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About Scatter Plots

The Qlik platform is all about analyzing data and making discoveries. However, in order to get valuable insights for your organization, you can’t just go around loading any data source and creating random charts. On the contrary, a good QlikView developer will always strive to use the most appropriate objects for each type of analysis.

Even though classic visualizations such as bar, line or pie charts are essential components of most applications, complex inquiries usually require more sophisticated tools to gain full understanding of the situation and make the best decisions possible. In this regard, one of my favorite visualizations is the scatter plot (Well, scatter plots and histograms, but we’ve already talked about those).

Although not very common, when used adequately, these charts can be real eye-openers. Sadly, its usage is still covered in a veil of mystery for the majority of the business users who –for a strange reason– seem to fear its power. But anyways, back to the story…

This chart stands out due its ability to elegantly handle great amounts of data. Though its simplest form only combines one dimension and two expressions plotted along the x and y axes, you can enrich them in several ways. Let’s start with an easy example:

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Each bubble in this chart represents one of On Nom Nom Nom’s food trucks. As the y-axis embodies the sales amount, the higher the bubble is, the “stronger” the food truck. On the other end, the x-axis represents the Margin %. Therefore, a bubble far in the right could be categorized as “more intelligent” due to its higher profitability. In this case, the best scenario for the company would be to have most of the bubbles in the upper right corner, meaning that all the food trucks sell a lot but also have good margins.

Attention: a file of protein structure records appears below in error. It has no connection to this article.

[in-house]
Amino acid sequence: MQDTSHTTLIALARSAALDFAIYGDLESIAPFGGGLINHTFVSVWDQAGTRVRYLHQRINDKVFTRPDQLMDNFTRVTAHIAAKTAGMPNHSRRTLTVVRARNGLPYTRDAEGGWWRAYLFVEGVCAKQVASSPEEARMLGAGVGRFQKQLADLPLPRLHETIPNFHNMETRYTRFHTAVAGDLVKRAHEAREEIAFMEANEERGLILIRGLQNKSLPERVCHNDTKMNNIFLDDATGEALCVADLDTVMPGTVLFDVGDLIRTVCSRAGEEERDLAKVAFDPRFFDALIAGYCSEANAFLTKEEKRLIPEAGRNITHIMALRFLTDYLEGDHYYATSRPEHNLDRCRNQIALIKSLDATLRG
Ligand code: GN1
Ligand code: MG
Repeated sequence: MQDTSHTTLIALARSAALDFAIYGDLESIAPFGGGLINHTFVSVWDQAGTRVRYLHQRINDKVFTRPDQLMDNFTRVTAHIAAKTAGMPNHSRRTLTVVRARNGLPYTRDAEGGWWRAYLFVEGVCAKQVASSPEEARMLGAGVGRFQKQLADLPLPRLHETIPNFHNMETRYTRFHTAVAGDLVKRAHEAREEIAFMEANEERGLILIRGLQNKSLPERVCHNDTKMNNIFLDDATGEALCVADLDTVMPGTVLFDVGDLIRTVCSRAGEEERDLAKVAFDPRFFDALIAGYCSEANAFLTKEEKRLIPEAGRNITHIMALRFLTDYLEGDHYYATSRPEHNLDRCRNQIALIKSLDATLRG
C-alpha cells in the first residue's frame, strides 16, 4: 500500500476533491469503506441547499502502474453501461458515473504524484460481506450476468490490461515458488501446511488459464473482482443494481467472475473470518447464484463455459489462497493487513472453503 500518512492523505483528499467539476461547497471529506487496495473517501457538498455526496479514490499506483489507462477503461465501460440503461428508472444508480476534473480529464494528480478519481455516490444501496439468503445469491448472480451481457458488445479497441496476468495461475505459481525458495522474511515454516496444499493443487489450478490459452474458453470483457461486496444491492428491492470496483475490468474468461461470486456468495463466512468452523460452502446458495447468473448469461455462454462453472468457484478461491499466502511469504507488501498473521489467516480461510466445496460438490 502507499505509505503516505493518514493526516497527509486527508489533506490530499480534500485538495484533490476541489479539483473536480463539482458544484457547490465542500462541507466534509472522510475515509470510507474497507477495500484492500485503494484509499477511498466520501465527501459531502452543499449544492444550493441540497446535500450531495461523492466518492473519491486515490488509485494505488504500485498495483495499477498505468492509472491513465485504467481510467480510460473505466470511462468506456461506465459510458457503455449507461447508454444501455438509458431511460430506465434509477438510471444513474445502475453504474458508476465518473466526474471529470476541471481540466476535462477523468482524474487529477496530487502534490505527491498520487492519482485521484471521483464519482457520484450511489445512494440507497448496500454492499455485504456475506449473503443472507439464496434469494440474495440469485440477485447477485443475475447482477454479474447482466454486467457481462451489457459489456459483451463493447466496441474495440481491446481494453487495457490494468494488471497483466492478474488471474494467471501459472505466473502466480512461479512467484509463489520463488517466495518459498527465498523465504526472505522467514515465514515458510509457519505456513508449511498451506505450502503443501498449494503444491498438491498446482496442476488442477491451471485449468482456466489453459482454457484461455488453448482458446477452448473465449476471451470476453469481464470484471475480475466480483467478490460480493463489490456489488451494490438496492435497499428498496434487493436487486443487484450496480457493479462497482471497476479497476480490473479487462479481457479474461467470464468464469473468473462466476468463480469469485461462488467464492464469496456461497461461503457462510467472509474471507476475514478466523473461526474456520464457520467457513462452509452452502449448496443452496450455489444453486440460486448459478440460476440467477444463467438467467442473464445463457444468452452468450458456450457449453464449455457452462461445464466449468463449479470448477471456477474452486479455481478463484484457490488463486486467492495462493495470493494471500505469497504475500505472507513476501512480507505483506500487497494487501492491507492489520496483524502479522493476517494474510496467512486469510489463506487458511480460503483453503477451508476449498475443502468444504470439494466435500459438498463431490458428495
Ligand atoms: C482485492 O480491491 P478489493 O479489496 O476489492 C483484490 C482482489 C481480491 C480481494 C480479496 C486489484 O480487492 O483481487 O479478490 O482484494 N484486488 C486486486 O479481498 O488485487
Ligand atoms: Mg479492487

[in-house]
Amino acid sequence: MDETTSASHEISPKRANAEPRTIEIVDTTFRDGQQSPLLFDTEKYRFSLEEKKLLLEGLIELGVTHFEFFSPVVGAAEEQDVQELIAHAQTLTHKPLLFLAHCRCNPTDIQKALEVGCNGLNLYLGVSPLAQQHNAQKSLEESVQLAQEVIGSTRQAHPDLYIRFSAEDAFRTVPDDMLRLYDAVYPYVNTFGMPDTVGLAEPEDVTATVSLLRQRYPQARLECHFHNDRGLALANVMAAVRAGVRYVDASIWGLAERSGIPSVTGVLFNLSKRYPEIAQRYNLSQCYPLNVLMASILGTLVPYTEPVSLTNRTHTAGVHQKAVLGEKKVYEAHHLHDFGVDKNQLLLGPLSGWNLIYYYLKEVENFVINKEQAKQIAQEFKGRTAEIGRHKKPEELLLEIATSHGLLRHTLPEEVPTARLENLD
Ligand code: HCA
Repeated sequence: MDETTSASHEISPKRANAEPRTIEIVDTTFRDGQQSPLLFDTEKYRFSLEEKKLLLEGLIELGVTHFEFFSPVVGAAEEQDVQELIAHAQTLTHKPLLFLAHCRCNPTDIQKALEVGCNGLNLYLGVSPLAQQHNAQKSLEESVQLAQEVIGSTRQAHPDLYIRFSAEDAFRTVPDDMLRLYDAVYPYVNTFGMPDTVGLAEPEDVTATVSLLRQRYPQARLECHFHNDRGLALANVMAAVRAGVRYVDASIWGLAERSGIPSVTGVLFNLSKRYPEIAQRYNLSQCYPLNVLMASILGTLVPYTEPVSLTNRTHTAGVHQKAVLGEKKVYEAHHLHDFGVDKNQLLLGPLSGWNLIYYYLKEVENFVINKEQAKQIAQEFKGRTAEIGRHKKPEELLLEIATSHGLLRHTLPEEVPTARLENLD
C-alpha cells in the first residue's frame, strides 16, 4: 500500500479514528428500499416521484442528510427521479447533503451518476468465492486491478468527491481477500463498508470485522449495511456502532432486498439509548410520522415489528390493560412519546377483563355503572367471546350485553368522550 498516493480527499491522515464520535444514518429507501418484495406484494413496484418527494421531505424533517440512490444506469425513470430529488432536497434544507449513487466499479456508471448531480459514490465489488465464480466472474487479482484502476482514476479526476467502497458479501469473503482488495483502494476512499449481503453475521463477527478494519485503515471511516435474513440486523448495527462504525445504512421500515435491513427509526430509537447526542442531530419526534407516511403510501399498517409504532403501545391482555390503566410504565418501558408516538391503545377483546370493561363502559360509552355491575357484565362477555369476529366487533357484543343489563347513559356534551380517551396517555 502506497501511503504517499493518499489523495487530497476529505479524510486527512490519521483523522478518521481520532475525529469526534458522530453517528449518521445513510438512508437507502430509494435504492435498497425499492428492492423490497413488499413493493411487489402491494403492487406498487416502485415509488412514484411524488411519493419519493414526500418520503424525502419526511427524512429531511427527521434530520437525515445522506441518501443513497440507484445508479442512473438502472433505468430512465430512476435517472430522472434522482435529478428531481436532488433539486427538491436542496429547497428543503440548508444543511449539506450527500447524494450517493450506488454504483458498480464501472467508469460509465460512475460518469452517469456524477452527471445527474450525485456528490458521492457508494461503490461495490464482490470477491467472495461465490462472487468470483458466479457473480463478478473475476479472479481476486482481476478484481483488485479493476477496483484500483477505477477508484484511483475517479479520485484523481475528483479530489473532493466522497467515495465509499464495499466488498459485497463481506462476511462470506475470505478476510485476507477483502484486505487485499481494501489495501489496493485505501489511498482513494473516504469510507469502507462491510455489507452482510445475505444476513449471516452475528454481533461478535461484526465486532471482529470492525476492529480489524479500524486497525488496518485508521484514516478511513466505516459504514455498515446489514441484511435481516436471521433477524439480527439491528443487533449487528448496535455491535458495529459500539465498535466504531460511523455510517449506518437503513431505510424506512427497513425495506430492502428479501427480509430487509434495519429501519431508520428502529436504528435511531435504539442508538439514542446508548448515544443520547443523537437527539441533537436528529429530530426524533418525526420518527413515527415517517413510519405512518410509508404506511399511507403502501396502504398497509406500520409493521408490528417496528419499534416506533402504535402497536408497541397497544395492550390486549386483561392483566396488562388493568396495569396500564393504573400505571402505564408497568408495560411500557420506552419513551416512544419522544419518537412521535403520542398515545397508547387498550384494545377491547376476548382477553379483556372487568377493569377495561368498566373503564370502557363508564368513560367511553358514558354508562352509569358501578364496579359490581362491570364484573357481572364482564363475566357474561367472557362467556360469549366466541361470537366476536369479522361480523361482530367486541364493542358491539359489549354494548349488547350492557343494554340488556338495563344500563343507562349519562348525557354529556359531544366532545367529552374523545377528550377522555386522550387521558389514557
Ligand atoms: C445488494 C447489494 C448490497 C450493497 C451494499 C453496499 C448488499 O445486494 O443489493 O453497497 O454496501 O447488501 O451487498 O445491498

To make this visualization clearer, we can add reference lines and define static of dynamic thresholds with variables and traditional expressions: Continue reading

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Creating Stunning Dashboards with QlikView

It’s been a while since the last time I shared a post here, but believe me, I have a great excuse! Over the last few weeks, I’ve been working very hard with the guys from Packt Publishing on a book that covers two of my favorite topics: dashboards and data visualization. So, without further ado, I gladly present you “Creating Stunning Dashboards with QlikView”.

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This tome guides you through the process of creating effective and engaging dashboards that deliver tangible value to the business. Throughout its chapters, you will learn how to apply some of the best practices in the field of data visualization, create a robust navigation schema, work with colors, choose the best chart types for each scenario and many other things that will help you create useful applications that will uncover all the stories behind your data.

Though you might think that this is the average “do this, do that” handbook, this publication was written much like my blog; it contains technical stuff, best practices, opinions, tutorials and even some humor. However, this time I had an amazing group of people that helped me out: Larissa Pinto, Priyanka Mehta, Shruti Iyer and Parag Topre from Packt; Hakan Hansson, Speros Kokenes, Mark O’Donovan and Karl Pover in charge of the technical review and QlikView All-Star Bill Lay who was kind enough to write the foreword.

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If you want to know more about this book, go to its section in this site (you didn’t know there were other pages in this blog right? Surprise!!!). Although Amazon usually delivers faster, I prefer Packt because you have immediate access to the digital version in multiple formats*

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I really like the end result, and I hope you find it useful and have a good time reading it, so be sure to check it out. Also, don’t forget to share your thoughts about it, I’ll be looking forward to hearing your feedback!

Hope to see you around,

Julian Villafuerte